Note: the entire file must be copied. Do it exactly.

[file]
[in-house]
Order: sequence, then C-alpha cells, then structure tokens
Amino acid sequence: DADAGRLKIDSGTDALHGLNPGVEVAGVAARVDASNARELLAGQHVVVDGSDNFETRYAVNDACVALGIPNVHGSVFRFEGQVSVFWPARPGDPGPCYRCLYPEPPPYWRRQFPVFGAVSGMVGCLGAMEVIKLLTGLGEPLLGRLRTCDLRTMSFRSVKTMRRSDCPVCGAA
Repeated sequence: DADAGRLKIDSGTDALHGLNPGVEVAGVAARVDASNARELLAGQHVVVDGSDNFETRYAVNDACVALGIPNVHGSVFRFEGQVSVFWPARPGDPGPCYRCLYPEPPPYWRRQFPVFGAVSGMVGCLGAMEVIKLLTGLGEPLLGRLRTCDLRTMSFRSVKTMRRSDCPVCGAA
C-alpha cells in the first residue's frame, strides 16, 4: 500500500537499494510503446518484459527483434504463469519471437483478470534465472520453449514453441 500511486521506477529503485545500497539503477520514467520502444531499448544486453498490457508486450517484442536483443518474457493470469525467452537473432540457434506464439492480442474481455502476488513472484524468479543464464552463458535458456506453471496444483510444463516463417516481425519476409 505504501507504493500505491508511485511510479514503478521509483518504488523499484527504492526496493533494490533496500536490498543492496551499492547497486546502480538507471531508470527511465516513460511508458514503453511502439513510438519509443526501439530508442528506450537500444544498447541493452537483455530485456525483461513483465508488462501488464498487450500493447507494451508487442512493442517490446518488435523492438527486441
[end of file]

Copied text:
[in-house]
Order: sequence, then C-alpha cells, then structure tokens
Amino acid sequence: DADAGRLKIDSGTDALHGLNPGVEVAGVAARVDASNARELLAGQHVVVDGSDNFETRYAVNDACVALGIPNVHGSVFRFEGQVSVFWPARPGDPGPCYRCLYPEPPPYWRRQFPVFGAVSGMVGCLGAMEVIKLLTGLGEPLLGRLRTCDLRTMSFRSVKTMRRSDCPVCGAA
Repeated sequence: DADAGRLKIDSGTDALHGLNPGVEVAGVAARVDASNARELLAGQHVVVDGSDNFETRYAVNDACVALGIPNVHGSVFRFEGQVSVFWPARPGDPGPCYRCLYPEPPPYWRRQFPVFGAVSGMVGCLGAMEVIKLLTGLGEPLLGRLRTCDLRTMSFRSVKTMRRSDCPVCGAA
C-alpha cells in the first residue's frame, strides 16, 4: 500500500537499494510503446518484459527483434504463469519471437483478470534465472520453449514453441 500511486521506477529503485545500497539503477520514467520502444531499448544486453498490457508486450517484442536483443518474457493470469525467452537473432540457434506464439492480442474481455502476488513472484524468479543464464552463458535458456506453471496444483510444463516463417516481425519476409 505504501507504493500505491508511485511510479514503478521509483518504488523499484527504492526496493533494490533496500536490498543492496551499492547497486546502480538507471531508470527511465516513460511508458514503453511502439513510438519509443526501439530508442528506450537500444544498447541493452537483455530485456525483461513483465508488462501488464498487450500493447507494451508487442512493442517490446518488435523492438527486441